World War II veteran Johnnie Jones, Sr. poses for a portrait at his home in Baton Rouge, La., Tuesday, May 28, 2019. He remembers wading ashore and one incident when he and his fellow soldiers came under fire from a German sniper. (AP Photo/Gerald Herbert) Featured Image
BATON ROUGE, La. — It was the most massive amphibious invasion the world has ever seen, with tens of thousands of Allied troops spread out across the air and sea aiming to get a toehold in Normandy for the final assault on Nazi Germany. And while portrayals of D-Day often depict an all-white host of invaders, in fact it also included many African Americans.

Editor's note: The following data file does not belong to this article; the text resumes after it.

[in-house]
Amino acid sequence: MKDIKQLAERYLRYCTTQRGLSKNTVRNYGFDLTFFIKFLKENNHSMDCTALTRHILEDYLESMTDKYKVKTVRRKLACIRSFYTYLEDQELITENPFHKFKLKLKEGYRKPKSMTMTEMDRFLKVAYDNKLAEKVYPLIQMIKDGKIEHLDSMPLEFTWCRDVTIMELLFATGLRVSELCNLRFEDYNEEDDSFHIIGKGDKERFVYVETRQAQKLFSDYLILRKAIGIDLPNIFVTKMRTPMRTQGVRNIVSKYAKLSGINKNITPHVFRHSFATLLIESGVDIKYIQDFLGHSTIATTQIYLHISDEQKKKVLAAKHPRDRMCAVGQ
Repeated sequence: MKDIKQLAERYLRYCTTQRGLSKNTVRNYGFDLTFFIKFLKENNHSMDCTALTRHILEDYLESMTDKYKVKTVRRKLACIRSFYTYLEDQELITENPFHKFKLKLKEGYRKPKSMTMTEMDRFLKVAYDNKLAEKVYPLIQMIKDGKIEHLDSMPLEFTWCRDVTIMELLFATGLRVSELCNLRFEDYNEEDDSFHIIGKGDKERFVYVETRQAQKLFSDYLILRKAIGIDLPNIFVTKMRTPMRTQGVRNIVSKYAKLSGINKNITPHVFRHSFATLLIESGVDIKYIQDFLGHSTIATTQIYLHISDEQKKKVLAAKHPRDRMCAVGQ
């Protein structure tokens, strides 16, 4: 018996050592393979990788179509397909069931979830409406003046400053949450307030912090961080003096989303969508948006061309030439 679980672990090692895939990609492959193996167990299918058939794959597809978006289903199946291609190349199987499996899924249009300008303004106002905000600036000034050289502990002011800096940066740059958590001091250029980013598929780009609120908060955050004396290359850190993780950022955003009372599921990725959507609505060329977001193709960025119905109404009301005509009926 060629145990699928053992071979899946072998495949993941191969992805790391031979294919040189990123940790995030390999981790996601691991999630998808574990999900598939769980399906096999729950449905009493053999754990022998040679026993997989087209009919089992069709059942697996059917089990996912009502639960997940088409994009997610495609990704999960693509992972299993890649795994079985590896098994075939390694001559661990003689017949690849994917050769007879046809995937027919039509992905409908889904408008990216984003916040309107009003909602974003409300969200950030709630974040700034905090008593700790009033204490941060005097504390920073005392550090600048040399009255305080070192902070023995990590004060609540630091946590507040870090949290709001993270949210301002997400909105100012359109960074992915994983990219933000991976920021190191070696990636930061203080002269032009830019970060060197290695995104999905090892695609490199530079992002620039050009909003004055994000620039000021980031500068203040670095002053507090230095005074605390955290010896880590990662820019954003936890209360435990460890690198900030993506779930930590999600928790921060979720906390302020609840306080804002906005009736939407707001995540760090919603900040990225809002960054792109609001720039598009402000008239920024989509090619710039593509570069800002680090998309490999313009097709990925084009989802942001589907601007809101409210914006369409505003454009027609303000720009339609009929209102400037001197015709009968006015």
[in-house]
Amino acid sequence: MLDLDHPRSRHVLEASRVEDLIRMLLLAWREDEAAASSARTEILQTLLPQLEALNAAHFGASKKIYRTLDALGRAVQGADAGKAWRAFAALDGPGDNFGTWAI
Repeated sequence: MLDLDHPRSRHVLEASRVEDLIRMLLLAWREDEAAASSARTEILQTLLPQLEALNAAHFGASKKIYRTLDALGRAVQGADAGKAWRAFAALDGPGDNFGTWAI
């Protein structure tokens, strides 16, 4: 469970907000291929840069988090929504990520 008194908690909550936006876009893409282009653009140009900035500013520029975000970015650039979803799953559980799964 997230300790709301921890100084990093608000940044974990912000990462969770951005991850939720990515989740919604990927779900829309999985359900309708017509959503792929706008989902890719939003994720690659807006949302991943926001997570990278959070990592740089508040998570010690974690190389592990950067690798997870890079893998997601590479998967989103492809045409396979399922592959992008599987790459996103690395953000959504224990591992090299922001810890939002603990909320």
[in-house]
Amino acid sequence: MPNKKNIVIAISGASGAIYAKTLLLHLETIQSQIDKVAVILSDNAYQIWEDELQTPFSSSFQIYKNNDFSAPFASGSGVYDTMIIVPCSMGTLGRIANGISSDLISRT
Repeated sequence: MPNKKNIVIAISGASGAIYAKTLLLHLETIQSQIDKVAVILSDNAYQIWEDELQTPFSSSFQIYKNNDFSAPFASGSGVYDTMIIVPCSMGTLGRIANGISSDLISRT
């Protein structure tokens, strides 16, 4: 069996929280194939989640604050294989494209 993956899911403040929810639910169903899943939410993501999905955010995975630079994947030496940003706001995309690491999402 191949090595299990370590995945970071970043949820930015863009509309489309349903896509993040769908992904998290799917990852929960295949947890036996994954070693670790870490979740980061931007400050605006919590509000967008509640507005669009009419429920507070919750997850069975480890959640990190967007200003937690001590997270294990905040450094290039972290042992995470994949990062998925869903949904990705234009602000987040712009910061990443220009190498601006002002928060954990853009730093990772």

Roughly 2,000 African American troops are believed to have hit the shores of Normandy in various capacities on June 6, 1944. Serving in a U.S. military still-segregated by race, they encountered discrimination both in the service and when they came home.
But on Normandy, they faced the same danger as everyone else.
The only African American combat unit that day was the 320th Barrage Balloon Battalion, whose job was to set up explosive-rigged balloons to deter German planes. Waverly Woodson Jr. was a corporal and a medic with the battalion. Although Woodson did not live to see this week’s 75th anniversary — he died in 2005 — he told The Associated Press in 1994 about how his landing craft hit a mine on the way to Omaha Beach.